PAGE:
Central Limit Theorem. In practice, for nearly the same tests on
    some classes I've taught for 20+ years, the aggregate of all the
    inidvidual scores are approximately normally distributed even
    though they are not in the individual classes.
    This is a serious answer. Read first my reply to your bollock
    question. In this case, for the SAME reason as tests, if the
    ENTIRE population (or nearly so) are taking the IQ tests, they
    scores would NATURALLY be normally distributed. because of the
    SAME Central Limit Theorem effect on the SUM of the scores of
    the test items.

    I had already explained why they are normed and standardized.

    -- Bob.
    Reef Fish, Jun 28, 2005
  6. Reef Fish

    Reef Fish Guest

    Bob Wheeler wrote:

    RF wrote,

    I meant to say "does NOT have to apply ONLY to physical measurements".

    It's the IDEA of something being the
    That's what the intellectual OSTRICHES always say.

    -- Bob.
    Reef Fish, Jun 28, 2005
  7. Reef Fish

    Jerry Dallal Guest

    I think Bob is advocating for what Rao calls Hagen's hypothesis for
    normality. That the total test scores are approximately the sum of
    independent infinitesimals, so the totals (that is, grades) should
    follow a normal distribution. The reason the normality is not
    necessarily seen in any individual class is the same reason that a
    sample of 50 from a normal distribution often looks nothing like the parent.
    Jerry Dallal, Jun 28, 2005
  8. Reef Fish

    Herman Rubin Guest

    Approximately means little, if anything, in the tails.

    The Central Limit Theorem is nowhere near that precise.
    Also, it requires that the various components are additive;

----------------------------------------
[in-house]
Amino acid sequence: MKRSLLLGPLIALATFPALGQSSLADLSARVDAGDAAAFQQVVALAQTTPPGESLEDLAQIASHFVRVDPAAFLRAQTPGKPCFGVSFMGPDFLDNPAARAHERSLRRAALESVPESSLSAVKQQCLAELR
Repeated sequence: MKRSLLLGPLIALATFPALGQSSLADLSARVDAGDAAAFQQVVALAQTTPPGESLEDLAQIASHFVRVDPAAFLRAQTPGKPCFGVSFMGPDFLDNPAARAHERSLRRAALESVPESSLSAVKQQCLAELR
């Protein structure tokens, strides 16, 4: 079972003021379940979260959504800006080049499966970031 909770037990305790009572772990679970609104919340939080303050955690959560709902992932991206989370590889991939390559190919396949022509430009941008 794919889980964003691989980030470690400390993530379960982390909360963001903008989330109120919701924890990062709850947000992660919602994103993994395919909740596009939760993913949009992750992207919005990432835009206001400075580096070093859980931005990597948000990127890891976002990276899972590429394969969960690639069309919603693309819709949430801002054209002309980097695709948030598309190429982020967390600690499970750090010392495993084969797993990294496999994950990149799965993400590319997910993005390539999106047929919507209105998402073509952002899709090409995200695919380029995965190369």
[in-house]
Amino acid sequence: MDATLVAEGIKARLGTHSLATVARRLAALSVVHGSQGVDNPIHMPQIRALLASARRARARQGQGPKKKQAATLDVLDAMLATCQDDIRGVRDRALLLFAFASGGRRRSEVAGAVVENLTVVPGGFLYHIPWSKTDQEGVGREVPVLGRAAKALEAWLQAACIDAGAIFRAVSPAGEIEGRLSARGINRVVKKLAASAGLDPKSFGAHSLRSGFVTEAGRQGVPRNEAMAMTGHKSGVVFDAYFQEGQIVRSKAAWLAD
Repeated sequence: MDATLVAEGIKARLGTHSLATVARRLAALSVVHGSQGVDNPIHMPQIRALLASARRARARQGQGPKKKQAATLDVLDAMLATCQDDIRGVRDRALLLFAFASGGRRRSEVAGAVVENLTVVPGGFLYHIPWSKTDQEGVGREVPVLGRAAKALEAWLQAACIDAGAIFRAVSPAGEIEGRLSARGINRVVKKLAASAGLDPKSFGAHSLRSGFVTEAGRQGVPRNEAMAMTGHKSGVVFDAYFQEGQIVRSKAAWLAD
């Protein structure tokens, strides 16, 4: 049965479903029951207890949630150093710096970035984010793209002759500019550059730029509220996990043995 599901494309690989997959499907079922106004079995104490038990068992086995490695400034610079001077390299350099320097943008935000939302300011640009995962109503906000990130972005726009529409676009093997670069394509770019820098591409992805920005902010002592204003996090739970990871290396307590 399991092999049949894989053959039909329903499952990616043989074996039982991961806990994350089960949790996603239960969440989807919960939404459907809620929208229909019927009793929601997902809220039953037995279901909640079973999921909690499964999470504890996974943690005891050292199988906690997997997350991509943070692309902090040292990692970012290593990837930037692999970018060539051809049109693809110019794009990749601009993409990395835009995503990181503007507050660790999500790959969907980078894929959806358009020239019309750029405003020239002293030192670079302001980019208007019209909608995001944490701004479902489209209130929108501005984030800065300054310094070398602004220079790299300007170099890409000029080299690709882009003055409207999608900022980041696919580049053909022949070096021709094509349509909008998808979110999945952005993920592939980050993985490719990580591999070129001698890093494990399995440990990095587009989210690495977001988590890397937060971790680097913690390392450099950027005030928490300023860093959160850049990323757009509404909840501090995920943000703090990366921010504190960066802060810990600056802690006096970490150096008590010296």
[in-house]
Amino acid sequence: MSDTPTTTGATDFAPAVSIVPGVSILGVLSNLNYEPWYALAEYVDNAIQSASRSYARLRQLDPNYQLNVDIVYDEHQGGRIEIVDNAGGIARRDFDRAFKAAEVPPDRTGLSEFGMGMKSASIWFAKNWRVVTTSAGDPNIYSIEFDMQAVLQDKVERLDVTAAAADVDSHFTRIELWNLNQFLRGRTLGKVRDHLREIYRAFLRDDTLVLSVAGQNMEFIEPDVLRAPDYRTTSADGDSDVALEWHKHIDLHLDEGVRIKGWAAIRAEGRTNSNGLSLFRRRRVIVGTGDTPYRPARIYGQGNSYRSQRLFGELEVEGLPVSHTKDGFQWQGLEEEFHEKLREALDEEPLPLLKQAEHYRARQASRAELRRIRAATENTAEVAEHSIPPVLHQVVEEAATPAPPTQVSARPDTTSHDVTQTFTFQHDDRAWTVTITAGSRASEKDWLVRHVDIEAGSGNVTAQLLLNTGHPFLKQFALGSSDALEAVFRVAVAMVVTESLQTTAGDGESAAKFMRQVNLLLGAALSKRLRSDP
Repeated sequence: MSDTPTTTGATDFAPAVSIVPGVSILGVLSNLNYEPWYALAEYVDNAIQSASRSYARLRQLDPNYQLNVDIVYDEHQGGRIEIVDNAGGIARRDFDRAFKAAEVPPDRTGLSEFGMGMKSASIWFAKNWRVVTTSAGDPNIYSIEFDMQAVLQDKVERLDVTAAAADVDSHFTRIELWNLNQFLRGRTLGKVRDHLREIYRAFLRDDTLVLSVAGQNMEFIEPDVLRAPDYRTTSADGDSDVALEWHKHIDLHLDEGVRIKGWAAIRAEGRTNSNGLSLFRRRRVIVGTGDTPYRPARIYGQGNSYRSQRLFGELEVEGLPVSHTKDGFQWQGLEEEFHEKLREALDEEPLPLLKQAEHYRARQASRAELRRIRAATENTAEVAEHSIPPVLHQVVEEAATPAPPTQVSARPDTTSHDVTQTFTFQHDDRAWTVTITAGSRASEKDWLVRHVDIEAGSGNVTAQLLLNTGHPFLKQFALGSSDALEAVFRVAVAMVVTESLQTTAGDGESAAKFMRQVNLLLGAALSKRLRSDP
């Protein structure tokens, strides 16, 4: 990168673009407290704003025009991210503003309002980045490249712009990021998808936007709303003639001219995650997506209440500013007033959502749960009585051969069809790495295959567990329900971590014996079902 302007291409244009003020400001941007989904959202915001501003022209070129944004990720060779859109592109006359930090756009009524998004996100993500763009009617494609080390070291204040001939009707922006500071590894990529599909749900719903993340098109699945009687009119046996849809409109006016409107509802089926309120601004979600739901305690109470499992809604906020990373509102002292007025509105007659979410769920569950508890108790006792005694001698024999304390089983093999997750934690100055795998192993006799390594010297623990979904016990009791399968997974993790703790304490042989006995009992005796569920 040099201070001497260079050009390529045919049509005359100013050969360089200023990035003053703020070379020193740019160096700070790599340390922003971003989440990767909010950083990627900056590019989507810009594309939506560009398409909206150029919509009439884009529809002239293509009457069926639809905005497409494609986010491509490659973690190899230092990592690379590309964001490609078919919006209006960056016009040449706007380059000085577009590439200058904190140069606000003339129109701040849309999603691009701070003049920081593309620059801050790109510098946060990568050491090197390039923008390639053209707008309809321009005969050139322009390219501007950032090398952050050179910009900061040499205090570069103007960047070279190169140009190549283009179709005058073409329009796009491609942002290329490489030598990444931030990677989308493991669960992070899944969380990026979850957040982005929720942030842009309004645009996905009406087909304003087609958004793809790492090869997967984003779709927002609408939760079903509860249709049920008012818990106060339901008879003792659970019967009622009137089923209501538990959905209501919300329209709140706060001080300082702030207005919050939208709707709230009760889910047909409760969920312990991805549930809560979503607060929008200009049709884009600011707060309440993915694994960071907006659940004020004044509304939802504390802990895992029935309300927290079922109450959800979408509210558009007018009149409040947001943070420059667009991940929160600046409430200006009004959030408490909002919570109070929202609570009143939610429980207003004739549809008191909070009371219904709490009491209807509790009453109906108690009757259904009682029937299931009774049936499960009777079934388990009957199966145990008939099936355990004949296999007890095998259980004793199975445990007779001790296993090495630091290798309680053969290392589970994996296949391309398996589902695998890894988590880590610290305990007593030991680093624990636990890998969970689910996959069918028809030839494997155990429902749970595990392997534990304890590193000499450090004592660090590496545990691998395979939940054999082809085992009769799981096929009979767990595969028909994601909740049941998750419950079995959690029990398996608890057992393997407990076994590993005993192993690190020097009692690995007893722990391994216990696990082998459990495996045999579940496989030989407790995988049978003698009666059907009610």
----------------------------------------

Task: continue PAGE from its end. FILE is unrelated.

what happens if some are additive and some multiplicative?

    In this case, it is the tails which are important. The
    skewness term to the CLT is maximized at about the 85-th
    percentile, and the kurtosis term at about the 95-th.
    I suggest you check out the error in the CLT. Take a look
    at the tails in comparing binomials with the normal, and
    in the case of the binomial, the various factors have equal
    effect. If this is not the case, the error is greater.
    Would any physicist construct a scale in that way?
    When I went to school, we all took IQ tests.
    The SAT involves knowledge, and possibly now more knowledge
    than ability. This is why MENSA no loger allows it.
    How does one standardize a thermometer? One compares it with
    another thermometer. Now there are more precise methods, but
    until recently, all physical units were standardized against
    "standard" instruments, not against frequency distributions on
    varying sets.
    Again, using a sample frequency distribution on a relatively
    small sample to obtain a scale is statistical idiocy.
    Educational psychologists, and other users of statistics, need
    to understand the concepts. Instead, they "run off at the mouth"
    using methods as religious mantras.
    Herman Rubin, Jun 28, 2005
  9. Reef Fish